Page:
Date of Award

Summer 2011

Document Type


Degree Name

Master of Science (MS)



First Advisor

Struble, Craig A.

Second Advisor

Sem, Daniel

Third Advisor

Merrill, Stephen


Docking is a computational technique which predicts the interaction between a protein and a potential drug compound. Virtual screening is a tool, which employs docking, to investigate huge libraries of compounds and predicts potential drug molecules that bind favorably to the protein of interest. The size of one such commercially available library is about 13 million compounds. It would take approximately 400 years of CPU time to examine this library! As an alternative a high performance computing application with a distributed docking strategy is needed, which can efficiently predict the favorable compounds and can eventually be scaled for huge libraries.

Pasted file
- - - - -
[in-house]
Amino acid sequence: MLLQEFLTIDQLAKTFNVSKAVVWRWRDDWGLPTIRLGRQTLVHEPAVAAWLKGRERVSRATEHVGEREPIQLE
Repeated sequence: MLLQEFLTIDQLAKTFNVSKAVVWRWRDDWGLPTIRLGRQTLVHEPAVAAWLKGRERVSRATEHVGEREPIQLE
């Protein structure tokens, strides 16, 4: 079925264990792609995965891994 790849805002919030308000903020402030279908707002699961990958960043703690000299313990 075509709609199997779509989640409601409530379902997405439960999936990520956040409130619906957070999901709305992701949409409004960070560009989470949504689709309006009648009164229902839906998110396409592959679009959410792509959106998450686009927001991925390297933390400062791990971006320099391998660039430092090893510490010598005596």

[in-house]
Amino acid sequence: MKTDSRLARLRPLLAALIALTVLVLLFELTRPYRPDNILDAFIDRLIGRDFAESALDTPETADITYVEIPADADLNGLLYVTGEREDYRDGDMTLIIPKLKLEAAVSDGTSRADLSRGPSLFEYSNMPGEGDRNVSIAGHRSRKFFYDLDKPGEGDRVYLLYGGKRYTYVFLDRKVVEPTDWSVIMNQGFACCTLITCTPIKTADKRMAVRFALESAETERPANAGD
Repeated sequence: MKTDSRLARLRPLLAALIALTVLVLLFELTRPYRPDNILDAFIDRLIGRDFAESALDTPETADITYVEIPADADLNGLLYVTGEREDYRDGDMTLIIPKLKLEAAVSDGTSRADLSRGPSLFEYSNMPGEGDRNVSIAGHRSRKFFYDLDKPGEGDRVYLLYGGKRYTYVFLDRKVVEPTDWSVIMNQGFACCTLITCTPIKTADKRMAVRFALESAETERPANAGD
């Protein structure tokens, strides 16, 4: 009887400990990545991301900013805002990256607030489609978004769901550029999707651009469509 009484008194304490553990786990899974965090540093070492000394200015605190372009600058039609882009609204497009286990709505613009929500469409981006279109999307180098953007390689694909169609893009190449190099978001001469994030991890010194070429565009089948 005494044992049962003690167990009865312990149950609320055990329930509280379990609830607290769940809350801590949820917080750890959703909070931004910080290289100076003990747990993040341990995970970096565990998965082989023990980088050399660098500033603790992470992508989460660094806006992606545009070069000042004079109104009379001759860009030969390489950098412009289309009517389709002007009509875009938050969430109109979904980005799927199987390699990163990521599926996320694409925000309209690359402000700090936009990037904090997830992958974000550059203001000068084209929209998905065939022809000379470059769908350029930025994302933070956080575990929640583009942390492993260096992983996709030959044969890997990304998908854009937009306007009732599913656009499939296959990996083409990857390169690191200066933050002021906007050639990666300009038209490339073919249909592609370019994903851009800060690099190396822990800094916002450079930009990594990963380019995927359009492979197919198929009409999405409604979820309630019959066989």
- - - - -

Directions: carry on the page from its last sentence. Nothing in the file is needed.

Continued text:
In this thesis, IncreDock, a scoring based incremental docking software has been developed to improve the efficiency of virtual screening process. IncreDock provides two approaches to the distributed docking problem. First, it allows for a completely parallel implementation where the entire library is explored simultaneously in an unordered fashion. Second, and more important, is the ordered incremental parallel implementation where the library is explored in increments and a scoring function is used to determine the order of dockings.

IncreDock was used to perform docking studies on four different proteins using a library of 10,573 compounds. The results suggest that IncreDock is able to predict better compounds in early increments of dockings. IncreDock, thus, provides an effective initial strategy to sample out good ligands in less compute time and forms a good precursor to a tool that can proficiently investigate huge chemical libraries.